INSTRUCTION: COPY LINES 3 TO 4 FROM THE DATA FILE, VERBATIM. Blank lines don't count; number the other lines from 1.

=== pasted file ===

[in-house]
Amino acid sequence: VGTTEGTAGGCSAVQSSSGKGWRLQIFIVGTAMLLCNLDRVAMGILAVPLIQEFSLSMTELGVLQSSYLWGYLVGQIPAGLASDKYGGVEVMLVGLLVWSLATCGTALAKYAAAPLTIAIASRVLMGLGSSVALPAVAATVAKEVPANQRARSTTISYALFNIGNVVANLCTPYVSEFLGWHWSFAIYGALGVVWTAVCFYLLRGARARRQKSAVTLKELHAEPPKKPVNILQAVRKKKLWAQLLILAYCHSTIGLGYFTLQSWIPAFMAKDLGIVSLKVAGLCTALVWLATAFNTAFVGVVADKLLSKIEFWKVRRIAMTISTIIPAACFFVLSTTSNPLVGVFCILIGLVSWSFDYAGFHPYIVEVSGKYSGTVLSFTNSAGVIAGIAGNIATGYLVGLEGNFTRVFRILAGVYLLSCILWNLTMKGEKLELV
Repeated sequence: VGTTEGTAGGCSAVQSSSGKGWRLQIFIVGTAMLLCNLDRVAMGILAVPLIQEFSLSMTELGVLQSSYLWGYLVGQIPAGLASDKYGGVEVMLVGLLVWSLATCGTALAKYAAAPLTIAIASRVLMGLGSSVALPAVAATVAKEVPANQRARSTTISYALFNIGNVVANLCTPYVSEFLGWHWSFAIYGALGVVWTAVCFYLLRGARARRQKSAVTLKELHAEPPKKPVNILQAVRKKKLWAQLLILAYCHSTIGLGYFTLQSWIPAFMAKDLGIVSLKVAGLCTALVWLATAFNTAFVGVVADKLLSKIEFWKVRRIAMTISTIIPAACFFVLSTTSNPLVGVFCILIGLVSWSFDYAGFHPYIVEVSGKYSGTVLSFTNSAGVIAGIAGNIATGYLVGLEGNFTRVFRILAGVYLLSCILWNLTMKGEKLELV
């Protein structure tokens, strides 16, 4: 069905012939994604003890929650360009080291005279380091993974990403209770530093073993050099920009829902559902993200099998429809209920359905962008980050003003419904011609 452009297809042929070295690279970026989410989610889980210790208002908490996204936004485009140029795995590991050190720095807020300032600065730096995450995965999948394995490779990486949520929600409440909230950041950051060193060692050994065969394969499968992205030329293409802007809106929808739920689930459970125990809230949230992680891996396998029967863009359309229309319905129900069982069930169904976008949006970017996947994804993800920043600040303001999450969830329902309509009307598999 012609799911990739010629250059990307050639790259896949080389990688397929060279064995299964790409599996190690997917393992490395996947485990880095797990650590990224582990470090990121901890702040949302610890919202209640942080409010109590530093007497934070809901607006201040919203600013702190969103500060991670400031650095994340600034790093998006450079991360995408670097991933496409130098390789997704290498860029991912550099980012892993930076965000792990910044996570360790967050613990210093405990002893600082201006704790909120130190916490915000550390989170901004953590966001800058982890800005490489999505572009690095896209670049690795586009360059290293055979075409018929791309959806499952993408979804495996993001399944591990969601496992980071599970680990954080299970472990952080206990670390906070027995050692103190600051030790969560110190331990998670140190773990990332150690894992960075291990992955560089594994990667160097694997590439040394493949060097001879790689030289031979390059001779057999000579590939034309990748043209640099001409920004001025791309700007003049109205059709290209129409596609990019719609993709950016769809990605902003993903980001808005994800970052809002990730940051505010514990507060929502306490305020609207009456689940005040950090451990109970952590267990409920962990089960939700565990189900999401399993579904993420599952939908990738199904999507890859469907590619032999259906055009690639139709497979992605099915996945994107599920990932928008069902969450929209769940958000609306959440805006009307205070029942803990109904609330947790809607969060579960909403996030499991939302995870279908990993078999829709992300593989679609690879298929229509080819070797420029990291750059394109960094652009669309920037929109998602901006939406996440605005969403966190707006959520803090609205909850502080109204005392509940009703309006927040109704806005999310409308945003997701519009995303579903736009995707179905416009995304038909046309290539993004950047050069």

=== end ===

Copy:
Repeated sequence: VGTTEGTAGGCSAVQSSSGKGWRLQIFIVGTAMLLCNLDRVAMGILAVPLIQEFSLSMTELGVLQSSYLWGYLVGQIPAGLASDKYGGVEVMLVGLLVWSLATCGTALAKYAAAPLTIAIASRVLMGLGSSVALPAVAATVAKEVPANQRARSTTISYALFNIGNVVANLCTPYVSEFLGWHWSFAIYGALGVVWTAVCFYLLRGARARRQKSAVTLKELHAEPPKKPVNILQAVRKKKLWAQLLILAYCHSTIGLGYFTLQSWIPAFMAKDLGIVSLKVAGLCTALVWLATAFNTAFVGVVADKLLSKIEFWKVRRIAMTISTIIPAACFFVLSTTSNPLVGVFCILIGLVSWSFDYAGFHPYIVEVSGKYSGTVLSFTNSAGVIAGIAGNIATGYLVGLEGNFTRVFRILAGVYLLSCILWNLTMKGEKLELV
């Protein structure tokens, strides 16, 4: 069905012939994604003890929650360009080291005279380091993974990403209770530093073993050099920009829902559902993200099998429809209920359905962008980050003003419904011609 452009297809042929070295690279970026989410989610889980210790208002908490996204936004485009140029795995590991050190720095807020300032600065730096995450995965999948394995490779990486949520929600409440909230950041950051060193060692050994065969394969499968992205030329293409802007809106929808739920689930459970125990809230949230992680891996396998029967863009359309229309319905129900069982069930169904976008949006970017996947994804993800920043600040303001999450969830329902309509009307598999 012609799911990739010629250059990307050639790259896949080389990688397929060279064995299964790409599996190690997917393992490395996947485990880095797990650590990224582990470090990121901890702040949302610890919202209640942080409010109590530093007497934070809901607006201040919203600013702190969103500060991670400031650095994340600034790093998006450079991360995408670097991933496409130098390789997704290498860029991912550099980012892993930076965000792990910044996570360790967050613990210093405990002893600082201006704790909120130190916490915000550390989170901004953590966001800058982890800005490489999505572009690095896209670049690795586009360059290293055979075409018929791309959806499952993408979804495996993001399944591990969601496992980071599970680990954080299970472990952080206990670390906070027995050692103190600051030790969560110190331990998670140190773990990332150690894992960075291990992955560089594994990667160097694997590439040394493949060097001879790689030289031979390059001779057999000579590939034309990748043209640099001409920004001025791309700007003049109205059709290209129409596609990019719609993709950016769809990605902003993903980001808005994800970052809002990730940051505010514990507060929502306490305020609207009456689940005040950090451990109970952590267990409920962990089960939700565990189900999401399993579904993420599952939908990738199904999507890859469907590619032999259906055009690639139709497979992605099915996945994107599920990932928008069902969450929209769940958000609306959440805006009307205070029942803990109904609330947790809607969060579960909403996030499991939302995870279908990993078999829709992300593989679609690879298929229509080819070797420029990291750059394109960094652009669309920037929109998602901006939406996440605005969403966190707006959520803090609205909850502080109204005392509940009703309006927040109704806005999310409308945003997701519009995303579903736009995707179905416009995304038909046309290539993004950047050069």